How I Went From Bedside Therapist To A Clinical Specialist In Industry

Greg Spratt

Greg Spratt, BS, RRT, CPFT, is the Director of Market Development for Respiratory Compromise at Medtronic.

Respiratory therapists depend on the technology developed by respiratory care companies to care for their patients, so it only makes sense that technology companies would seek the expertise of RTs when developing and marketing their products. How can you use your RT background to get one of these jobs? We asked Greg Spratt, BS, RRT, CPFT, Director of Market Development for Respiratory Compromise at Medtronic, to tell us how he made it work for him.

When did you become an RT and what drew you to the profession?

I became an RT in 1981 after finishing my undergraduate degree in biology. A friend who managed an RT department asked if I would be interested in becoming a respiratory therapist. After asking what it was, I said that it sounded interesting and started the following week as an on-the-job trainee. I obtained my CRT, RRT, and CPFT credentials in 1985-86 after completing a non-traditional RT course.

Where did you work when you first started out in the field and what did you like about that job?

I started at a community hospital in rural NE Missouri that was about 100 beds. It had a level III NICU and transport team, which I really enjoyed. I was a typical ER/ICU junkie. I’ve always enjoyed the flexibility an RT has to work in different arenas and have explored most of them in my career.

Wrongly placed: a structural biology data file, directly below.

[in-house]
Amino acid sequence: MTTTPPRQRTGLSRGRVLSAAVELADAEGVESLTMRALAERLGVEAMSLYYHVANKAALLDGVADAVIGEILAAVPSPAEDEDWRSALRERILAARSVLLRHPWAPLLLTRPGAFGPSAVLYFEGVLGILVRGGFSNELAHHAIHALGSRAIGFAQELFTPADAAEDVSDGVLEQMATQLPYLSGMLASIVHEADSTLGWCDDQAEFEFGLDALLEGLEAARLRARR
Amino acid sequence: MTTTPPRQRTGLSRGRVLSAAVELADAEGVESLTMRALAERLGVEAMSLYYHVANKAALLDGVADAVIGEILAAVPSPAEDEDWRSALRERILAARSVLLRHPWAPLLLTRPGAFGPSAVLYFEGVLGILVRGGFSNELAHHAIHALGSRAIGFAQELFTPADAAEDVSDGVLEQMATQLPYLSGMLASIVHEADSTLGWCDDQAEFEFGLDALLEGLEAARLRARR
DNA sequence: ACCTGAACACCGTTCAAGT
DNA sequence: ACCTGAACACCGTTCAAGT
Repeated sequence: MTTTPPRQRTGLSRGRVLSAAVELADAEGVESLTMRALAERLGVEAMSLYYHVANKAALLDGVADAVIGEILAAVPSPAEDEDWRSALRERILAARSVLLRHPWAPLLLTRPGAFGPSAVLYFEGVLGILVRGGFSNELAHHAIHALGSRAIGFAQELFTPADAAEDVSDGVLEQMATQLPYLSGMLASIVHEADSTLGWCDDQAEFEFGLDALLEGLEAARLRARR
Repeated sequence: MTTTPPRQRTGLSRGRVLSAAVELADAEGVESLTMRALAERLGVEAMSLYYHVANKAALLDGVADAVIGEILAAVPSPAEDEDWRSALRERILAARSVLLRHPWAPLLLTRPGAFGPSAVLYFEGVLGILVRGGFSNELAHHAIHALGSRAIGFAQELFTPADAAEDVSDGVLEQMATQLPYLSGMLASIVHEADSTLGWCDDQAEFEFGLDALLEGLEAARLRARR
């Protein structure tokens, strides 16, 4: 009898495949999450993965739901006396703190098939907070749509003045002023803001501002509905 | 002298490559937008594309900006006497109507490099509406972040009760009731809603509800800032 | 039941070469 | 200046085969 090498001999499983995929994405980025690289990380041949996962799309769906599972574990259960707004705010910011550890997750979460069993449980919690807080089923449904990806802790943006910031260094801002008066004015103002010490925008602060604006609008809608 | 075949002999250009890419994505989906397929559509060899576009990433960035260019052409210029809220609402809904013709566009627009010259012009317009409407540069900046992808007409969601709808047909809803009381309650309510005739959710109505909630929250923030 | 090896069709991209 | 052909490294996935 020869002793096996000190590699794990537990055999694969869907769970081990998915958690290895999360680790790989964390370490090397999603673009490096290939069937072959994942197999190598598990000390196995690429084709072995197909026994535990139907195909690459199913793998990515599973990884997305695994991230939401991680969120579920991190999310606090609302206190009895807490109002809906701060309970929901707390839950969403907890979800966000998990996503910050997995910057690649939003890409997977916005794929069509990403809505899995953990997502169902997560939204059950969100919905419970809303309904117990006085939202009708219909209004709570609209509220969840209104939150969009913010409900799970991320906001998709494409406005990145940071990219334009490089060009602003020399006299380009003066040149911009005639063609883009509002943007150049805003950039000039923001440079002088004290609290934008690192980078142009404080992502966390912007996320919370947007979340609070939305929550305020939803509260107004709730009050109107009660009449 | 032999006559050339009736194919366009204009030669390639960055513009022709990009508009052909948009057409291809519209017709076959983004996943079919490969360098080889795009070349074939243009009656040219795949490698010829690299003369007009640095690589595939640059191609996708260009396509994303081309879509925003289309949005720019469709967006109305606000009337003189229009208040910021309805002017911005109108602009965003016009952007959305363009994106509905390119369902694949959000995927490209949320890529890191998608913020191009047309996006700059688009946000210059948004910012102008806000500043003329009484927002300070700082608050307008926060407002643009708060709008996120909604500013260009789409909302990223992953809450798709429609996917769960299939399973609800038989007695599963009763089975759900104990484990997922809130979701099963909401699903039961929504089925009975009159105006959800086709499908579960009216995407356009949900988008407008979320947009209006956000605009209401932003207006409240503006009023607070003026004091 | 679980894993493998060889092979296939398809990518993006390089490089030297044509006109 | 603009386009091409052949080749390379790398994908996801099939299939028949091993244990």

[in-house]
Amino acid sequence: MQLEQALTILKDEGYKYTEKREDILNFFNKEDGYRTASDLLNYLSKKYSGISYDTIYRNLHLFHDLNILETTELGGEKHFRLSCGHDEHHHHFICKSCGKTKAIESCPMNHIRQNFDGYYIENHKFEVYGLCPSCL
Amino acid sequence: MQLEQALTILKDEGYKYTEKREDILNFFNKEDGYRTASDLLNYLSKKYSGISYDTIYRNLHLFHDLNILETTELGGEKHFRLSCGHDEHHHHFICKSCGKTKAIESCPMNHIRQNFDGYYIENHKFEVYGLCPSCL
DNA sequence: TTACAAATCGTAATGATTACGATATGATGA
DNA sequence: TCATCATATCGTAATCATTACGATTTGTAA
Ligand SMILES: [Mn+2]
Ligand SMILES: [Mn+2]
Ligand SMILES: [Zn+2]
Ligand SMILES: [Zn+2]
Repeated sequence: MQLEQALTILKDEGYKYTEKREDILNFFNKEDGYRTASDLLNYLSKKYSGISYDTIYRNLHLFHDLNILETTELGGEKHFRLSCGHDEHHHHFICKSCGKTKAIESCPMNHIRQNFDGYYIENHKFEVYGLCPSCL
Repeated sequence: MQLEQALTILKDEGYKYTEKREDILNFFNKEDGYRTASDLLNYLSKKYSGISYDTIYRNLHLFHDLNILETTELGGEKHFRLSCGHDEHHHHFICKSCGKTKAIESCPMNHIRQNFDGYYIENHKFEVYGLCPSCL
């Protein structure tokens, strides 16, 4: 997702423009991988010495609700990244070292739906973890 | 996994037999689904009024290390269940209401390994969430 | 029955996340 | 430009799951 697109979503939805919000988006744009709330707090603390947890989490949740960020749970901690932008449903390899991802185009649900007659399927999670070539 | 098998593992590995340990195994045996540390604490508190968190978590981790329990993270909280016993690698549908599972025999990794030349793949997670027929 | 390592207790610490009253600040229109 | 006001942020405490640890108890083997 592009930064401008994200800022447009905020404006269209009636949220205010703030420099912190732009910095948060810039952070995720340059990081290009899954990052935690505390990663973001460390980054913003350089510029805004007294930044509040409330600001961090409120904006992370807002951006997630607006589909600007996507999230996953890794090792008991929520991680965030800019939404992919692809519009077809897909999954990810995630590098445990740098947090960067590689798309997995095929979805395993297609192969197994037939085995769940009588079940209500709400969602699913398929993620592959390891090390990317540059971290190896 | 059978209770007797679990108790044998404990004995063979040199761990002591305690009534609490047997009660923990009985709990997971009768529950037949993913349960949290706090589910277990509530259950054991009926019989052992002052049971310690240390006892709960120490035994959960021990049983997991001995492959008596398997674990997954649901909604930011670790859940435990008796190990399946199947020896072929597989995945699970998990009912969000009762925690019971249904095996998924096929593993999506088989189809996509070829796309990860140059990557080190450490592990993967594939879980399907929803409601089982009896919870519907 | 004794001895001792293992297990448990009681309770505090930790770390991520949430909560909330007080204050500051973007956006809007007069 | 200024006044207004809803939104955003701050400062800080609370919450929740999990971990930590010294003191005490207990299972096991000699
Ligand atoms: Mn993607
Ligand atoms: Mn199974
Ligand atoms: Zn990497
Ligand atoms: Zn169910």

When did you move to the industry side of respiratory care?

After spending six years exclusively in the hospital, I moved to home care in 1987. I also started a hospital RT management company where I served as the consulting RT director for two small hospitals, and I started an Independent Diagnostic Testing Facility, or “IDTF.”

In 1997, I became the National Clinical Director, and later Chief Clinical Officer, for one of the national home care companies after our local home care company was acquired. In 2008, I moved to working as a consultant to several device manufacturers and went to work for a small manufacturer, Oridion Capnography, full-time in 2009. Oridion was acquired by Covidien in 2012, and Covidien was acquired by Medtronic in 2015, which is where I currently work.

What’s your position there?